New Zealand is the only other country besides the United States to allow Direct-to-Consumer advertising (DTC). The countries that ban this advertising are worried that it will cause more harm than good. In Janelle Appelquist’s presentation in our Comm 410 class, a domino effect was brought up. These DTC ads tend to increase the amount of people who are on prescription medicine. These medicines often cause side effects which require more medication to fix, and so on and so on. Other worries include Doctors being pressured to describe the brand-name medication over the cheaper, generic kind as well as the ads being misleading and false.
The FDA controls the ads in the United States and the ads in New Zealand are regulated by the Ministry of Health and the Therapeutic Products Advertising Code. These codes and agencies do their best to prevent misleading or false advertisements, but it does not stop the companies from “driving” the public to their brand.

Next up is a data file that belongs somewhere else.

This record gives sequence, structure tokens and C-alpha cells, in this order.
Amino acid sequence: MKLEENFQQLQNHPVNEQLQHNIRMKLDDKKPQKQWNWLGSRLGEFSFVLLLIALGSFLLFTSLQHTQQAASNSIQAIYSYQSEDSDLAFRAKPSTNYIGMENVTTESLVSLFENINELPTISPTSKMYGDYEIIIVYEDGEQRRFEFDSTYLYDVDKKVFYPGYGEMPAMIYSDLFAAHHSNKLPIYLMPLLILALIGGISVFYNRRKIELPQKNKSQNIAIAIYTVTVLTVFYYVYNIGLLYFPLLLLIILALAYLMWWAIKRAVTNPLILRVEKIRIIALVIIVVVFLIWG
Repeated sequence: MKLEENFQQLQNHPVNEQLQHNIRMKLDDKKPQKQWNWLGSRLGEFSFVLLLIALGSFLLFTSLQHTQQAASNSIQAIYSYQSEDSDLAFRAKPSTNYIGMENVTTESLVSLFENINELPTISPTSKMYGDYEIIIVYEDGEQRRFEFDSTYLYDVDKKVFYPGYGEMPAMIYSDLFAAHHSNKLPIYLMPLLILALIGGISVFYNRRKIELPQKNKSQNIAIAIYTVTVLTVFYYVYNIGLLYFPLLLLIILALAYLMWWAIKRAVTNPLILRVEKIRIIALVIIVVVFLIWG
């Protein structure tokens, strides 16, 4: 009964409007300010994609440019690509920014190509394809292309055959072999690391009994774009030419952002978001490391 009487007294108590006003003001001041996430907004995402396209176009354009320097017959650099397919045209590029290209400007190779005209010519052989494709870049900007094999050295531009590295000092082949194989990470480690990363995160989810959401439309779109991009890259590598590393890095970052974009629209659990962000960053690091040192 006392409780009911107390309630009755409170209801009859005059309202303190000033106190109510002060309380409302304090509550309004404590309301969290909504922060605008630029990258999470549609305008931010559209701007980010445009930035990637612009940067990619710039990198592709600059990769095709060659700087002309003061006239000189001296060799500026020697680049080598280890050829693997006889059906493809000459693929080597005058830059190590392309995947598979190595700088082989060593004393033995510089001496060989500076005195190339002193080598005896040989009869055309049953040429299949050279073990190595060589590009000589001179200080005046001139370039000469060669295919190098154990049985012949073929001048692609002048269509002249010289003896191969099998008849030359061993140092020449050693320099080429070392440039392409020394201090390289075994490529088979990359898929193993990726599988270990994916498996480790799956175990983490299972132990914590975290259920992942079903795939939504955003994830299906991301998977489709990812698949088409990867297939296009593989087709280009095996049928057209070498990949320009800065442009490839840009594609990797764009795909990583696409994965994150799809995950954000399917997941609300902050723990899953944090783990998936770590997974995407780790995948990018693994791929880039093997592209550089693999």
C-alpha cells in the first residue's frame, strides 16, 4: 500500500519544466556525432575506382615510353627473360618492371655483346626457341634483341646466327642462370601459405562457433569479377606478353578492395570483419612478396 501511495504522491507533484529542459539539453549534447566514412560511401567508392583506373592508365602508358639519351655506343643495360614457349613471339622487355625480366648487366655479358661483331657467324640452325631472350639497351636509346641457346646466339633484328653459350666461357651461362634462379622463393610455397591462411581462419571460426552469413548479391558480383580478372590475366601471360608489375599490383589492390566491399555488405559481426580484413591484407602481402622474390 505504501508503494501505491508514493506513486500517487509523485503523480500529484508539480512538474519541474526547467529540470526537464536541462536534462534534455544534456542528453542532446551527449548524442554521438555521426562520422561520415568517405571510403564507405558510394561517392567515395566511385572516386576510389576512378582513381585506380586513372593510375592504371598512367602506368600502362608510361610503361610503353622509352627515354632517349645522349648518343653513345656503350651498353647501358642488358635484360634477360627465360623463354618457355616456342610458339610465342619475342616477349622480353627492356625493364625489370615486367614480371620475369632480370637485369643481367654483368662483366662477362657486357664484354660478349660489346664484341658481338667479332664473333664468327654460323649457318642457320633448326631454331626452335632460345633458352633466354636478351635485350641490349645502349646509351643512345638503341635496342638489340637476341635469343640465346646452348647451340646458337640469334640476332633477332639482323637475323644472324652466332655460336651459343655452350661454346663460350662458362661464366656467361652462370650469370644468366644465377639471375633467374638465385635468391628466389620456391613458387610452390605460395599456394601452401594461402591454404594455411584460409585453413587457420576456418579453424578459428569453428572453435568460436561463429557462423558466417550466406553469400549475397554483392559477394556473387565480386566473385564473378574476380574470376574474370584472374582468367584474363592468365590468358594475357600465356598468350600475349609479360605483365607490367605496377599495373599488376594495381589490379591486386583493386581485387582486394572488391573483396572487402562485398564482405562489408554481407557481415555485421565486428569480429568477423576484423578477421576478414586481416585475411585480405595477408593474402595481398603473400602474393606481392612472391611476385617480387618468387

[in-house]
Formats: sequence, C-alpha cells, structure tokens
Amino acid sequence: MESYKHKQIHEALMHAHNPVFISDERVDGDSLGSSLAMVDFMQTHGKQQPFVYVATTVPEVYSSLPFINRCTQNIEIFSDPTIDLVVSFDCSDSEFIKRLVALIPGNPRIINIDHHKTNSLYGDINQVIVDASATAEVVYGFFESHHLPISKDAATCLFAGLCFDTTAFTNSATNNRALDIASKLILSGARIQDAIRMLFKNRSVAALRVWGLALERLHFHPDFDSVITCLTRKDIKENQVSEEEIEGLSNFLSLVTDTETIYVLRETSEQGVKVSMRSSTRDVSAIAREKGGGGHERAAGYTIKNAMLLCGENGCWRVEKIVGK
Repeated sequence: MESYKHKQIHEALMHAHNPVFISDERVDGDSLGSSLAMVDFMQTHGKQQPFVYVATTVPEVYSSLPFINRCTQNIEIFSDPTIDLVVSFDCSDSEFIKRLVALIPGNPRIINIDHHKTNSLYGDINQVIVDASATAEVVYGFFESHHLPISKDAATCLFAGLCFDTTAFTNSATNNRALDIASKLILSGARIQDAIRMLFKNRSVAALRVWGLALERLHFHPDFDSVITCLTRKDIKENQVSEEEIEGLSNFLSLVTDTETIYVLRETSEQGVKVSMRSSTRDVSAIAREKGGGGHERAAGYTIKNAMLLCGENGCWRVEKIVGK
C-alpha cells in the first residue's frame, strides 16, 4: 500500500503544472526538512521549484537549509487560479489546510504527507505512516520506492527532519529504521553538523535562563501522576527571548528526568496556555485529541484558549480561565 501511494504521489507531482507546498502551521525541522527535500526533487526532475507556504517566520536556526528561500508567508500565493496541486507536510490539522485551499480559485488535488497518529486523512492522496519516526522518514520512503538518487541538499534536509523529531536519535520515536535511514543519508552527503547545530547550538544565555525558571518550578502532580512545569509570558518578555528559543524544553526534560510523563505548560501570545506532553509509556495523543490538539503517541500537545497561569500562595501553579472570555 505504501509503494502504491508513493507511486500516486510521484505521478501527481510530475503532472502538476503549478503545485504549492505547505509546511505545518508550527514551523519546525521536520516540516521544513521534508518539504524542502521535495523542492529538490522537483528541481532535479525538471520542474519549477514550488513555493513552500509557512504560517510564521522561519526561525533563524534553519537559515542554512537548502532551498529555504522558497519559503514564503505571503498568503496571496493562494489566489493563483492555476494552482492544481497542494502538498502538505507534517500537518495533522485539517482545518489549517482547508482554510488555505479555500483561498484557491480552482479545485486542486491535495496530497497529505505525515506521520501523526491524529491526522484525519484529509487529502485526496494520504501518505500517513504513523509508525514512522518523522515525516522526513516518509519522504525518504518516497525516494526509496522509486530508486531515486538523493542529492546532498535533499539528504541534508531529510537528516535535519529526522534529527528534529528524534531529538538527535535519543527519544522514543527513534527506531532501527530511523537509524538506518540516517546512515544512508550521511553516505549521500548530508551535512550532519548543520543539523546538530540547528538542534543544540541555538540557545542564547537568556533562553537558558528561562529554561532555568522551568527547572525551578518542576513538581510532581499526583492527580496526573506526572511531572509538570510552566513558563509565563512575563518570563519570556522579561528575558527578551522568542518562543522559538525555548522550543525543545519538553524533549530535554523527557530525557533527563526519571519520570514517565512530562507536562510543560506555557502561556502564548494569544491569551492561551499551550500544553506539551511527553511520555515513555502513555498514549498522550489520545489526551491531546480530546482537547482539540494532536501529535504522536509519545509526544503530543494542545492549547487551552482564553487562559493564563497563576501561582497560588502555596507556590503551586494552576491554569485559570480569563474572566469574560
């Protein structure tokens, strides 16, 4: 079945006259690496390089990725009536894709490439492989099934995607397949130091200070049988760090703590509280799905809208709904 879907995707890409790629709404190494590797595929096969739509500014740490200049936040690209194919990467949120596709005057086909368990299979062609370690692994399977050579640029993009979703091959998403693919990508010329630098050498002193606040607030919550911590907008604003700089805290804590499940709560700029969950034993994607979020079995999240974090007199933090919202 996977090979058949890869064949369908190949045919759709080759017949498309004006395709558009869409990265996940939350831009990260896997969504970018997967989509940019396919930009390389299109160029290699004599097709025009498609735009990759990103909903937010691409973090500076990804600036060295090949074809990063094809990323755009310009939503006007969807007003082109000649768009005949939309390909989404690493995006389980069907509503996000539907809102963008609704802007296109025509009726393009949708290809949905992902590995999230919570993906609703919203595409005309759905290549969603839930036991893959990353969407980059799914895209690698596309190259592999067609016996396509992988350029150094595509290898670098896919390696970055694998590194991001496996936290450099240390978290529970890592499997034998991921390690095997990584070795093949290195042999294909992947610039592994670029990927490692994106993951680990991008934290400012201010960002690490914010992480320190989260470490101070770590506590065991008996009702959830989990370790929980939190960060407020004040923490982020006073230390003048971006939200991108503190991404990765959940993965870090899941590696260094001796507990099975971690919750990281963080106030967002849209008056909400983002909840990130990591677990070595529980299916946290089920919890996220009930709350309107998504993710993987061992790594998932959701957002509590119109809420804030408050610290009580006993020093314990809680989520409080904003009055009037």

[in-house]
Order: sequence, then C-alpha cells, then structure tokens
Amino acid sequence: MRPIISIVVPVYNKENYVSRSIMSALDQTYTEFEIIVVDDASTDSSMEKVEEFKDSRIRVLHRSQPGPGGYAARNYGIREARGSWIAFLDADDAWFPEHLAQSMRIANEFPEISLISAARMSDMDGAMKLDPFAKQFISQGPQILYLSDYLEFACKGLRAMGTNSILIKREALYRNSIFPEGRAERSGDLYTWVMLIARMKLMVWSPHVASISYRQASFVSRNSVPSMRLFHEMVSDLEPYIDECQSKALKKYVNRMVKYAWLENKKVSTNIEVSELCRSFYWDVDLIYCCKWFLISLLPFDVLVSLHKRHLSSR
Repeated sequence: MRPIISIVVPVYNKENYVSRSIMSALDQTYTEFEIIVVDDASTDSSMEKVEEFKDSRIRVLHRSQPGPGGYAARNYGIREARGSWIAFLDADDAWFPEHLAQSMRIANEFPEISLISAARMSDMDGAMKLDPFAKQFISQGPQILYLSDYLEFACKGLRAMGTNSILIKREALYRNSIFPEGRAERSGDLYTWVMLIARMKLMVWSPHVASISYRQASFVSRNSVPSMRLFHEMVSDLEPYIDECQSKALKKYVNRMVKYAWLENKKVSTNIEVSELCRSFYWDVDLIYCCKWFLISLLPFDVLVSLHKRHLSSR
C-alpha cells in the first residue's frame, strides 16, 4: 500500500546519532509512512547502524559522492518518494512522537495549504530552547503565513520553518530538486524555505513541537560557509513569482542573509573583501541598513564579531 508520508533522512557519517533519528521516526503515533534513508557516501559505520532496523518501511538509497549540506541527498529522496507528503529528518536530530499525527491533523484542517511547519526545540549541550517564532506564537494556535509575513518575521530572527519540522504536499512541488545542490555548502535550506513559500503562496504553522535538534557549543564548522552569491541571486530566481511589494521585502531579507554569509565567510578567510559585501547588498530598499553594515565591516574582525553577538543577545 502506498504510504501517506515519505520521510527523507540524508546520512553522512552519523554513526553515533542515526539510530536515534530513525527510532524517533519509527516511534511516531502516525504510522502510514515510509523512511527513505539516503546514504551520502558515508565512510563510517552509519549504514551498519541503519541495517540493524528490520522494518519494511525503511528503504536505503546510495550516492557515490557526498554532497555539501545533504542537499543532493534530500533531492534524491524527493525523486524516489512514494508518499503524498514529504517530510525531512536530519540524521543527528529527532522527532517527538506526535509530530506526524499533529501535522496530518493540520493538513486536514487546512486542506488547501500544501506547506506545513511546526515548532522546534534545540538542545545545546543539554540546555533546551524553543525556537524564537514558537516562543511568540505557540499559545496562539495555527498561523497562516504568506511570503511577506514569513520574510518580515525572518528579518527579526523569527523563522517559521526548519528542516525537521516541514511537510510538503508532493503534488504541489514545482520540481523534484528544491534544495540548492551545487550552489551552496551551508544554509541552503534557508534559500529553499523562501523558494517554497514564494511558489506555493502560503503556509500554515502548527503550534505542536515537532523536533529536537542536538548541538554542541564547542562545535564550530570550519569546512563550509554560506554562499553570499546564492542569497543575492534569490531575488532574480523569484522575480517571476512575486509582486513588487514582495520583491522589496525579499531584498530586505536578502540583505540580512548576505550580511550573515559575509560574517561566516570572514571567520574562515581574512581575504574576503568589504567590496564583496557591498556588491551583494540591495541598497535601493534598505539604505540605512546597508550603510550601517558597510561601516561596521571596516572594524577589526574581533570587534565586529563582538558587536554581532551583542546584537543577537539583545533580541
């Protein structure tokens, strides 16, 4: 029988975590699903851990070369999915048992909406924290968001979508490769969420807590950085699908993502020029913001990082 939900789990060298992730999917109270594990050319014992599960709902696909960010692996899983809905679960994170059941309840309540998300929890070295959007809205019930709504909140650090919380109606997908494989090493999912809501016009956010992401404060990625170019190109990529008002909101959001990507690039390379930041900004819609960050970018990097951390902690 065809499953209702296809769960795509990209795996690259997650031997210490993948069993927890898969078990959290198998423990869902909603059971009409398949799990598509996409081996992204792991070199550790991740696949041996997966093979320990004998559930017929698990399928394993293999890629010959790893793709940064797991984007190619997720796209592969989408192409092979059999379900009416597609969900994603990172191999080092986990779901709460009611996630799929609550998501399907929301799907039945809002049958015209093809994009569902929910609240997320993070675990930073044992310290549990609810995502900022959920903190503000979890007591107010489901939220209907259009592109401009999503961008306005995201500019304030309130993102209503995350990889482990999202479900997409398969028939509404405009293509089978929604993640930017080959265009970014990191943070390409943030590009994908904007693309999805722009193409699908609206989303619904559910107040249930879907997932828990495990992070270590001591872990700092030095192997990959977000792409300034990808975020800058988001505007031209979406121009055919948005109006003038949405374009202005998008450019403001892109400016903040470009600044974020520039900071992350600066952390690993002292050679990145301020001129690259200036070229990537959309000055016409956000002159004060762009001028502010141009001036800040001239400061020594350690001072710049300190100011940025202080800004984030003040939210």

Those who argue for DTC advertising say that the companies are not necessarily driving the public to a specific brand, but simply igniting a conversation between the patient and the doctor. If the patient sees an ad that may describe some of the patient’s symptoms, the patient will go in to the Doctor to talk about it. The Doctor can then determine if that medication is the right fit for the patient (hopefully the Doctor is competent!).
This article by Matthew Arnold is an interesting argument for the use of DTC advertising. The lecture from Janelle Appelquist included many negetive aspects of the advertising, so it is interesting to see the other side. Arnold says that these advertisements are very beneficial to the public because they make them aware of a problem they might not have known they had and make them visit the Doctor. His theory is that the public is less likely to go visit the Doctor if they believe everything is fine.
It will be interesting to see if any more countries decide to allow DTC advertising or if New Zealand or the United States decide to ban it.